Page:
What is this? This Brief History of Women in America? What’s it all about? Is it fact or fiction? History or memoir?
It’s a mixed bag really, a hodgepodge, a mostly true story based on Elizabeth Hamilton’s fictional life about a whole slew of family trials and tribulations that did in fact happen but maybe not exactly as Elizabeth claims.
Elizabeth is, after all, a highly emotional young lady who is presently ticked off. Royally ticked off, in fact. And when you’re royally ticked off your judgment can get, well… a little cloudy.
Elizabeth, you see, is out to settle some scores. Three scores in particular.
One against the US military establishment who she holds responsible for the loss of her sister Sarah’s right leg, blown off when an IED blew up her Marine Corps Humvee while patrolling the streets of Baghdad.
One against Olympic downhill ski champion Johnny Armour who she holds personally responsible for beating and abusing her twin sister, Katherine. The list of infractions against Johnny includes swollen bruises on Katherine’s face, broken ribs in her chest, fractured bones in her arm, and years of emotional cruelty that demand a reckoning.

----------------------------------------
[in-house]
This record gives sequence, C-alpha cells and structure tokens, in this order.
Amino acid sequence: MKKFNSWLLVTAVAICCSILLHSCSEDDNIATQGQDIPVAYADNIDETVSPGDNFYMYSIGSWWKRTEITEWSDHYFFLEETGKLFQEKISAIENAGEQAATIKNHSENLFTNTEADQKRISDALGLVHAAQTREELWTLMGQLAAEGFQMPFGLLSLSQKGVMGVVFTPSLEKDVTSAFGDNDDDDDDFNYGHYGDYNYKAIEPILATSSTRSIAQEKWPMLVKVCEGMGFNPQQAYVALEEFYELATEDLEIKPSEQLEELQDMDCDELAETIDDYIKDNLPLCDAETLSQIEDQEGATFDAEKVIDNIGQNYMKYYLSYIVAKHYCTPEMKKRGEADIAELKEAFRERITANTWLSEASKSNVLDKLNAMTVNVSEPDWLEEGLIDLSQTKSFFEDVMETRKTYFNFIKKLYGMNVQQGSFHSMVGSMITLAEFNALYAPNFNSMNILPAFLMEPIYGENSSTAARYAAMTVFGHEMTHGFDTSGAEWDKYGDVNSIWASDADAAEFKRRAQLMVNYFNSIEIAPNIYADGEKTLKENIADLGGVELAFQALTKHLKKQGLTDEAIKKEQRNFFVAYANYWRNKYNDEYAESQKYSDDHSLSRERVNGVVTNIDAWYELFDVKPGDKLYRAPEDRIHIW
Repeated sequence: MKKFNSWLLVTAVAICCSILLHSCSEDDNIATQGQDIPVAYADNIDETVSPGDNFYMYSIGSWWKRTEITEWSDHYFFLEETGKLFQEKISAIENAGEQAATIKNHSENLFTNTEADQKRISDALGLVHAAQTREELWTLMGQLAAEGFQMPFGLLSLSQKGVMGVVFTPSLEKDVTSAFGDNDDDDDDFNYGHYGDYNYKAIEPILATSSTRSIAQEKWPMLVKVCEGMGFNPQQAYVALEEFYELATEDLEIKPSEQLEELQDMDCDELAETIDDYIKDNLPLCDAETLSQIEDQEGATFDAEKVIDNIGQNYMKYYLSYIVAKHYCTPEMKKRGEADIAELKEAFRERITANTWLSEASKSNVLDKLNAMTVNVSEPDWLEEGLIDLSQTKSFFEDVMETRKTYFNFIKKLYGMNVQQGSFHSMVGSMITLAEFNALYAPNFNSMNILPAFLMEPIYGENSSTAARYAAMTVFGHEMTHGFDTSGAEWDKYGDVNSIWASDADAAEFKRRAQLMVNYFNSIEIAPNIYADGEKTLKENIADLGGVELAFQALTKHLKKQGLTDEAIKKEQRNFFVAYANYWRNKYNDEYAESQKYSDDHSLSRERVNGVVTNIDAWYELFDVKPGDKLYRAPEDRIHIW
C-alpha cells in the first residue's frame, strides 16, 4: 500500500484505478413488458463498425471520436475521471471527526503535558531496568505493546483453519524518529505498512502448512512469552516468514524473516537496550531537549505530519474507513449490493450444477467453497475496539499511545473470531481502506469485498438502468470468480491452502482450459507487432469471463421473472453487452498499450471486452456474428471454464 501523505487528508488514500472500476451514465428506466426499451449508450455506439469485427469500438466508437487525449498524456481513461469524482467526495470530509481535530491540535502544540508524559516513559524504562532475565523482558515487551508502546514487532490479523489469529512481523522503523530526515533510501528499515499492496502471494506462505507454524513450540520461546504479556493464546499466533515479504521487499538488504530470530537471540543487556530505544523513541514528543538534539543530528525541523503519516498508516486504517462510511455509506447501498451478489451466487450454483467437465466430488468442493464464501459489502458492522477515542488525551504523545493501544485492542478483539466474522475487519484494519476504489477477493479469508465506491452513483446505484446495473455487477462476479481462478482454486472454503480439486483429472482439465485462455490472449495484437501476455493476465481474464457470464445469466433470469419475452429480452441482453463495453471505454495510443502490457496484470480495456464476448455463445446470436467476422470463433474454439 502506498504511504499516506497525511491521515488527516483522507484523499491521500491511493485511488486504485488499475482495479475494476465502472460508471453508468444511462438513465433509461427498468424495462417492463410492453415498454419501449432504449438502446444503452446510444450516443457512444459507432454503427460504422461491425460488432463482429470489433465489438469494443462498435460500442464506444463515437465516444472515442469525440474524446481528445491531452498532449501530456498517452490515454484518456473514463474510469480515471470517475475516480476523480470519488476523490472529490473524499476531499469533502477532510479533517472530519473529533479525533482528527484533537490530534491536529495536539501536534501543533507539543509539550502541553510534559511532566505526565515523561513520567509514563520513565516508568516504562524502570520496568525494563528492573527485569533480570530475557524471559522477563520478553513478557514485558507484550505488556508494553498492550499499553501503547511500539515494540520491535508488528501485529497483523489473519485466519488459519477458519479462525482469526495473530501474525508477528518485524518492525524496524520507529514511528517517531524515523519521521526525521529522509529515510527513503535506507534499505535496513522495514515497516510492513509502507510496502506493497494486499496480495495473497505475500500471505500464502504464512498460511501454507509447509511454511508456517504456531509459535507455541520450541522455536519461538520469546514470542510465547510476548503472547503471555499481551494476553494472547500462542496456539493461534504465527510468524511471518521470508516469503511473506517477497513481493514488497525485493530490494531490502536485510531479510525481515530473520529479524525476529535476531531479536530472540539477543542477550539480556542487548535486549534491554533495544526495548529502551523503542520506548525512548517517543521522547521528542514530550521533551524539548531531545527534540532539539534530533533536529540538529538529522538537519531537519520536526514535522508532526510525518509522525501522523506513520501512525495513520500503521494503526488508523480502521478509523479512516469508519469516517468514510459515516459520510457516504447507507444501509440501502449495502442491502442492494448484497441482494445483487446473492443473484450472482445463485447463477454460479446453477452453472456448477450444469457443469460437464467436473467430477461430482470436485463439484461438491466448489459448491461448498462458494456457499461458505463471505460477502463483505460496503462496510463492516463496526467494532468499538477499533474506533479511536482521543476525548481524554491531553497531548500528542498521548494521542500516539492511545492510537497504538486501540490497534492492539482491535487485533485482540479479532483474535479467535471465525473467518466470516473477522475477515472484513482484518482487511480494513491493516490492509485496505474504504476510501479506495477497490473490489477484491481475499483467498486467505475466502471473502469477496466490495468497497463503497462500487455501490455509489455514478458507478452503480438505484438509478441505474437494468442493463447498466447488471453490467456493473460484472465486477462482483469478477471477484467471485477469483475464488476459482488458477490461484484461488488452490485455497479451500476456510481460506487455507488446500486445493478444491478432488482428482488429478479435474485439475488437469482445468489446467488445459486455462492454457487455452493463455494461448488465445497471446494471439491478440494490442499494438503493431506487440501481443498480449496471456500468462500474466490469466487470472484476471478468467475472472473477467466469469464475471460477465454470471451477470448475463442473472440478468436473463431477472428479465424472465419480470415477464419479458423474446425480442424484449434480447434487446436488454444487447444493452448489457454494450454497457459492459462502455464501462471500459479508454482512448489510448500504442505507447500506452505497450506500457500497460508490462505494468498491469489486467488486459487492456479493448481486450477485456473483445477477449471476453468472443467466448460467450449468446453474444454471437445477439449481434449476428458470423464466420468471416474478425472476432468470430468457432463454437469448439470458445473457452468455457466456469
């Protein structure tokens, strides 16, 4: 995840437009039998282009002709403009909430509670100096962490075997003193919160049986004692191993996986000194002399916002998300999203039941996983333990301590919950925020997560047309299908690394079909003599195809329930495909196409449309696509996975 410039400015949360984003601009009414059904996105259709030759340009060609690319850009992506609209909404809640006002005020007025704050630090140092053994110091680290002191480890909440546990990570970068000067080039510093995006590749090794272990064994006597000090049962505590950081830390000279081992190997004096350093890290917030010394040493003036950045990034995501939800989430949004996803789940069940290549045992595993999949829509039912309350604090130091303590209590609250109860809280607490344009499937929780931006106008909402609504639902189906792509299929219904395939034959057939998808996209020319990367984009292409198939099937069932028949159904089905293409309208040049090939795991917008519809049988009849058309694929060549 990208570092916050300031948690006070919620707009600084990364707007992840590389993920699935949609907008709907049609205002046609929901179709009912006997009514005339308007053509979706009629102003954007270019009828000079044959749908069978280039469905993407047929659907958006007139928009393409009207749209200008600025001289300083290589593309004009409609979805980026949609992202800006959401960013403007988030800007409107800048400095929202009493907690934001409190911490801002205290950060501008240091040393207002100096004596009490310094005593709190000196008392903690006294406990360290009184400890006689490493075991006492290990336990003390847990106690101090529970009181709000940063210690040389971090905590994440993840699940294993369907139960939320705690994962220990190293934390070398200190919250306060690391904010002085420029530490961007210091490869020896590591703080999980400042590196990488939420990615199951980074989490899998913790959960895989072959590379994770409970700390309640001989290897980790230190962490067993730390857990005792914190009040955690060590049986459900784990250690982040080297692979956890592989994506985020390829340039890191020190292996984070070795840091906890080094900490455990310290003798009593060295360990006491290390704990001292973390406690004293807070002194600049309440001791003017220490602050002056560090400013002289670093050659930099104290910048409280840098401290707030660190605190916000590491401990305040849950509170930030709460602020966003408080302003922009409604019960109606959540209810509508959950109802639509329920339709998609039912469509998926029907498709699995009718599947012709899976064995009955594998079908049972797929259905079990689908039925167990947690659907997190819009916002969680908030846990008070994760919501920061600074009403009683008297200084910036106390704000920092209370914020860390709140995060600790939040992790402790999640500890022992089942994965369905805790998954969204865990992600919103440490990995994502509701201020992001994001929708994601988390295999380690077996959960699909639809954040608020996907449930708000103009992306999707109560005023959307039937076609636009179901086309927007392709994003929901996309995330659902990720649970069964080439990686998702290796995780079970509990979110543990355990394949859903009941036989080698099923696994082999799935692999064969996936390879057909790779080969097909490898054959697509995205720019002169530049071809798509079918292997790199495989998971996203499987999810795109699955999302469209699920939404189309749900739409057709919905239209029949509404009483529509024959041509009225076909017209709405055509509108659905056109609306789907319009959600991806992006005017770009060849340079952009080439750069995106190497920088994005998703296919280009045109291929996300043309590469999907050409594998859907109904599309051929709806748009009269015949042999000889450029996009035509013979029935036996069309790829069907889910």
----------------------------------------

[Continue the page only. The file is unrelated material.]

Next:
And finally one against wealthy Internet Entrepreneur Bob the Smut King Blackwood who Elizabeth holds responsible for destroying her beloved father’s reputation out of pettiness, jealousy, and envy.
Oh yes, make no mistake, Elizabeth Hamilton is a young woman on the warpath. She’s out to demand an accounting, exact revenge, and seek retribution. Women, according to Elizabeth’s version of events, have been dealt a raw deal since the Mayflower anchored off Plymouth Rock. And now she’s out to right a few wrongs.
A Brief History of Women in America is her story. In her words. And actions. Told in real time as she first lays assault on the Pentagon, then hurtles west in her Civic for a confrontation with Johnny Armour in his Sun Valley, Idaho mansion. And finally back in her small hometown in rural Connecticut where she breaks into Mr. Bob Blackwood’s restored New England farmhouse, takes him hostage at gunpoint, and locks him in the tunnel beneath the house once used by slaves seeking freedom on the Underground Railroad.
Quite a ride, Ms. Hamilton is on. No telling how it will all turn out. We can only hope there will be a happy ending. For Elizabeth. And for the women of America.